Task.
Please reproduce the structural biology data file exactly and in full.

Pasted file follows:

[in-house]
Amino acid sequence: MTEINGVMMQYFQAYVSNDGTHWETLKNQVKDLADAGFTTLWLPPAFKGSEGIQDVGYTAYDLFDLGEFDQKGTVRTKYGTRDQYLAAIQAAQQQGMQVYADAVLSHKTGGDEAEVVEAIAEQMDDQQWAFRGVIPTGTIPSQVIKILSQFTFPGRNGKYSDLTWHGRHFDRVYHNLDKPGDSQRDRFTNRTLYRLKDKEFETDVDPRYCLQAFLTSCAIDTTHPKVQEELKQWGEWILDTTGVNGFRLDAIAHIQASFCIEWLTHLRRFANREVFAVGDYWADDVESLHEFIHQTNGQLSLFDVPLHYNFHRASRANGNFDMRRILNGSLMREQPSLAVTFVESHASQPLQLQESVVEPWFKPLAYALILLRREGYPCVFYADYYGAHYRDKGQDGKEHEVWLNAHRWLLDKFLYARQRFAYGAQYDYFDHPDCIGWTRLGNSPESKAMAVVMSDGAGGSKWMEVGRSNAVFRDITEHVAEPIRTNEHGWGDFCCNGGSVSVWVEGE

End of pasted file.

[in-house]
Amino acid sequence: MTEINGVMMQYFQAYVSNDGTHWETLKNQVKDLADAGFTTLWLPPAFKGSEGIQDVGYTAYDLFDLGEFDQKGTVRTKYGTRDQYLAAIQAAQQQGMQVYADAVLSHKTGGDEAEVVEAIAEQMDDQQWAFRGVIPTGTIPSQVIKILSQFTFPGRNGKYSDLTWHGRHFDRVYHNLDKPGDSQRDRFTNRTLYRLKDKEFETDVDPRYCLQAFLTSCAIDTTHPKVQEELKQWGEWILDTTGVNGFRLDAIAHIQASFCIEWLTHLRRFANREVFAVGDYWADDVESLHEFIHQTNGQLSLFDVPLHYNFHRASRANGNFDMRRILNGSLMREQPSLAVTFVESHASQPLQLQESVVEPWFKPLAYALILLRREGYPCVFYADYYGAHYRDKGQDGKEHEVWLNAHRWLLDKFLYARQRFAYGAQYDYFDHPDCIGWTRLGNSPESKAMAVVMSDGAGGSKWMEVGRSNAVFRDITEHVAEPIRTNEHGWGDFCCNGGSVSVWVEGE